begged to be permitted to say one word after what had fallen from the hon. Member for East Kent (Mr. Deedes), who had entirely misapprehended the purport and object of his right hon. Friend the Chancellor of the Exchequer's answer to the appeal of the hon. Member for Cockermouth. He (Mr. Walpole) had looked most carefully into the words of the notice, to see whether the Government could accede to the inquiry asked for; and that inquiry he undertook to say would have been acceded to by the Chancellor of the Exchequer, if it had been instituted, as was suggested by the hon. Member for Coventry (Mr. Ellice), to discover what improvements could be made in the law to remedy the difficulty which it presented. But when they listened to the speech of the hon. Member for Cockermouth, and saw that he distinctly placed the issue upon the conduct of the Bishop of Bath and Wells, the result of such an inquiry must either be a direct censure by Parliament of that conduct, or an impeachment to be instituted by a Member of that House against that right rev. Prelate; and seeing, as he did from all the arguments that had been addressed to the House, that it was totally impossible that the Bishop could have refused institution under the circumstances that had been stated to the House, without incurring the risk of a double action by Quare impedit in the Court of Queen's Bench, and by duplex gucerela in the ecclesiastical courts, a Motion likely to be attended with such results was not one, he thought, that ought to receive the sanction of the House of Commons. The question, therefore, was not, whether they would at a future period alter the law, which, he thought, involved a crying and grievous evil, but whether they should inquire into circumstances that could lead to no result but the one that he had pointed out, and which inquiry he undertook to say ought not to be granted, inasmuch as the Bishop had no opportunity of seeing what the law was, or of acting in a different way than he had done. For that reason he hoped the hon. Member would not press his Motion to a division, or, if he did, that the House of Commons would at any rate refuse to accede to a Motion involving consequences which he must consider unreasonable and unjust.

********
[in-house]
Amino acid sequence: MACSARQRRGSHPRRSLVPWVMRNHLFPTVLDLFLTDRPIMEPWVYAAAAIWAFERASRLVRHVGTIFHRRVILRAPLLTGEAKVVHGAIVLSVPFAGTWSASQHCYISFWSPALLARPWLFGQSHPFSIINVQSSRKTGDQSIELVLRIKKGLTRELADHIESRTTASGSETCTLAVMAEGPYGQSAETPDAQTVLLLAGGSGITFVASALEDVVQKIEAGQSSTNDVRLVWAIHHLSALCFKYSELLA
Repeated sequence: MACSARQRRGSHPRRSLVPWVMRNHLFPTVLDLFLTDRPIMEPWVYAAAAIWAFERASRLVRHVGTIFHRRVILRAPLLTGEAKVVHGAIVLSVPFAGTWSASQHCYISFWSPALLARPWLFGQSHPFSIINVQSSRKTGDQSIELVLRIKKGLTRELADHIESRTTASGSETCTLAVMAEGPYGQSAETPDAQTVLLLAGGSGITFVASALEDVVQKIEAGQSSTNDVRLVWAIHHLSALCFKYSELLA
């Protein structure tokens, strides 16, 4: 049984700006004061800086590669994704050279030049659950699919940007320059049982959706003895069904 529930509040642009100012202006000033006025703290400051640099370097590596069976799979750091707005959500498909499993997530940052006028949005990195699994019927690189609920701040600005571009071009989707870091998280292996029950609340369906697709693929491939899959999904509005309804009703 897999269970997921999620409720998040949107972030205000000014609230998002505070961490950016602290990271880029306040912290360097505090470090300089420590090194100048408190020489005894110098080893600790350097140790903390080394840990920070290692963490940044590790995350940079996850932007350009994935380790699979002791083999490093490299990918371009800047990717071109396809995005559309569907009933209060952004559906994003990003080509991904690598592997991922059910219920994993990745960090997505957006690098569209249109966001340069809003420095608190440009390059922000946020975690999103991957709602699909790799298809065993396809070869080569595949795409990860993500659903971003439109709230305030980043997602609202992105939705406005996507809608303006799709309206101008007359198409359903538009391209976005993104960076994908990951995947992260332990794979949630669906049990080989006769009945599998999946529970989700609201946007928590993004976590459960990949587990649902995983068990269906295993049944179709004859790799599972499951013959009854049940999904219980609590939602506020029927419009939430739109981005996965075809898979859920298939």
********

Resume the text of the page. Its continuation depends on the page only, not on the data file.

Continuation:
MR. DEEDES explained

He certainly had not understood the Chancellor of the Exchequer to speak in as distinct terms about the necessity of altering the law as his right hon. Colleague seemed to have done. But it was owing to the want of that distinct understanding which ought to be given that he had made the observation he did, and to that observation he must adhere.